Sunday, February 27, 2011

The Wind in Film: Kiarostami's Five (for the Iranian film Blogathon)





I am reposting this short piece on Kiarostami and movement for the Iranian Blogathon Feb 21-27, 2011:


I never tire of watching Abbas Kiarostami's Five. The combination of natural, elemental forces, and the human and technologically mediated incident simply bring me to life and charge me with wonderment and delight.

video


I have for some time now enjoyed my exchanges around art, books, photography, music, philosophy, literature, technology and the wonders of our age with my friend Darius Himes. And we have, off and on, both remarked on our love for Kiarostami's work. Then suddenly yesterday, amidst the hustle of the Duke-at-work-Saturday, I discovered that Darius had used one of our favorite Social Media tools Qik.com to make a short film about the book and the wind. I love it. It reminds me of passages in Kiarostami's Five. Elegant and elemental. Wind and paper ... then, movement, the essence and object of cinematic fascination from the start. (Remember the rustling of the leaves in Lumiere's The Baby's Meal [Repas de bebe, no. 88, 1895]?**)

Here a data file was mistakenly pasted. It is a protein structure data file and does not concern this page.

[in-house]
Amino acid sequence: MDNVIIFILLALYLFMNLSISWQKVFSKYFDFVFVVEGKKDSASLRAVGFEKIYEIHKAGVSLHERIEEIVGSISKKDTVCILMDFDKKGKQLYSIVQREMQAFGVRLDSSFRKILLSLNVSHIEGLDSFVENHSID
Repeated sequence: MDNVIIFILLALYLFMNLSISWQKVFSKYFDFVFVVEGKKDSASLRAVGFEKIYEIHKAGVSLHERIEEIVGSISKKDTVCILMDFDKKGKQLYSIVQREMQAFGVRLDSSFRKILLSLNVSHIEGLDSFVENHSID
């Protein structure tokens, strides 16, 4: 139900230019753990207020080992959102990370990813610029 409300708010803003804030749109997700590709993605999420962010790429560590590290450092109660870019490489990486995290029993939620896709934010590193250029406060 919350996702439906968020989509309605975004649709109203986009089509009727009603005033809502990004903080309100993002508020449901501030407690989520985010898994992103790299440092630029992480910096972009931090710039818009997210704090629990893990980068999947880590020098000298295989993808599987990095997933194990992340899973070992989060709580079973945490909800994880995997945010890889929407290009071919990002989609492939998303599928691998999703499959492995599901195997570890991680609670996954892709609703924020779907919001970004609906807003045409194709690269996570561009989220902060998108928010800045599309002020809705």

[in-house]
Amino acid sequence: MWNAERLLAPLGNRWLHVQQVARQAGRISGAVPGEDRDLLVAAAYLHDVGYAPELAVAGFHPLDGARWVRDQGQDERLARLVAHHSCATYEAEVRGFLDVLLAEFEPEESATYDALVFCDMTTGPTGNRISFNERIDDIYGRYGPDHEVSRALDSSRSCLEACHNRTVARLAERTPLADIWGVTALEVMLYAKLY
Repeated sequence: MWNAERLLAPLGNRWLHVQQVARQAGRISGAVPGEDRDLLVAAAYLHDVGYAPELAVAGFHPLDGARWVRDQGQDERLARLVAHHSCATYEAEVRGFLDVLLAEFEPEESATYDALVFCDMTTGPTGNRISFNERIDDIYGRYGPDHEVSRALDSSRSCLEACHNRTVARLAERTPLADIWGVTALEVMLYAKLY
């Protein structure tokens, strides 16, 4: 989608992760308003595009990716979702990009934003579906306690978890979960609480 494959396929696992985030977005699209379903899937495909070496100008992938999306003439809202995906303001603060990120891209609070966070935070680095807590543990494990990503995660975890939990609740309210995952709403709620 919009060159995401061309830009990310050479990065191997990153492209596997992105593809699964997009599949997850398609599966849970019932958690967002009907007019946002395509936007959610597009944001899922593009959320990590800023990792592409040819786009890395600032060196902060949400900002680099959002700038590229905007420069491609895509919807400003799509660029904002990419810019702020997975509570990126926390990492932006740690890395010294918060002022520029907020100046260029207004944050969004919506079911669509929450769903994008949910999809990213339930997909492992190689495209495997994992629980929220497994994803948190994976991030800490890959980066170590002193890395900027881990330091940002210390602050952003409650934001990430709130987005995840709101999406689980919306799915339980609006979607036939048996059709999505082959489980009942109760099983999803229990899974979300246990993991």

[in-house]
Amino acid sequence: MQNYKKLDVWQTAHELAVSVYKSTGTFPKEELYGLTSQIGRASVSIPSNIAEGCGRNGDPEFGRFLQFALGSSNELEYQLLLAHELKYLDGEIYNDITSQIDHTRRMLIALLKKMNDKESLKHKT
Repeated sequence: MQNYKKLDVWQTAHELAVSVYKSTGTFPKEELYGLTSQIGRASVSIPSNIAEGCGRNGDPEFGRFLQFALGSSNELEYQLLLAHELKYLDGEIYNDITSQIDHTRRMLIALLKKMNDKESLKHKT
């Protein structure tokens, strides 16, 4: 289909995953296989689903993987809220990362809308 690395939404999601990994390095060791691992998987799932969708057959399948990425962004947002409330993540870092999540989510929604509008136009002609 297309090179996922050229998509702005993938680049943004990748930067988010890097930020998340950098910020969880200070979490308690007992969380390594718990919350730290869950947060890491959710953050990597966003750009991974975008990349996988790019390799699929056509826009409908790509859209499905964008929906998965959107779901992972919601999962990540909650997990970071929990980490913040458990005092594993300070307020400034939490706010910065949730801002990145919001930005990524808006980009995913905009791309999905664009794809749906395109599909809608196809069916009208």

** In Lumière’s Repas de bébé, of 1895, it was not the relatively repetitive activity of feeding the baby that captured the attention of the audience, but the small matter of leaves rustling in the background, moving discontinuously in an otherwise imperceptible breeze. A small matter perhaps, but for an audience familiar with the closed circuit of mechanical illusions of motion (via such devices as thaumatropes, zooetropes, phenakistascopes) the discontinuous demarcated the territory of the real, and confirmed the verisimilitude ceded to the camera. --Thomas Zummer "Arrestments: Corporeality and Mediation"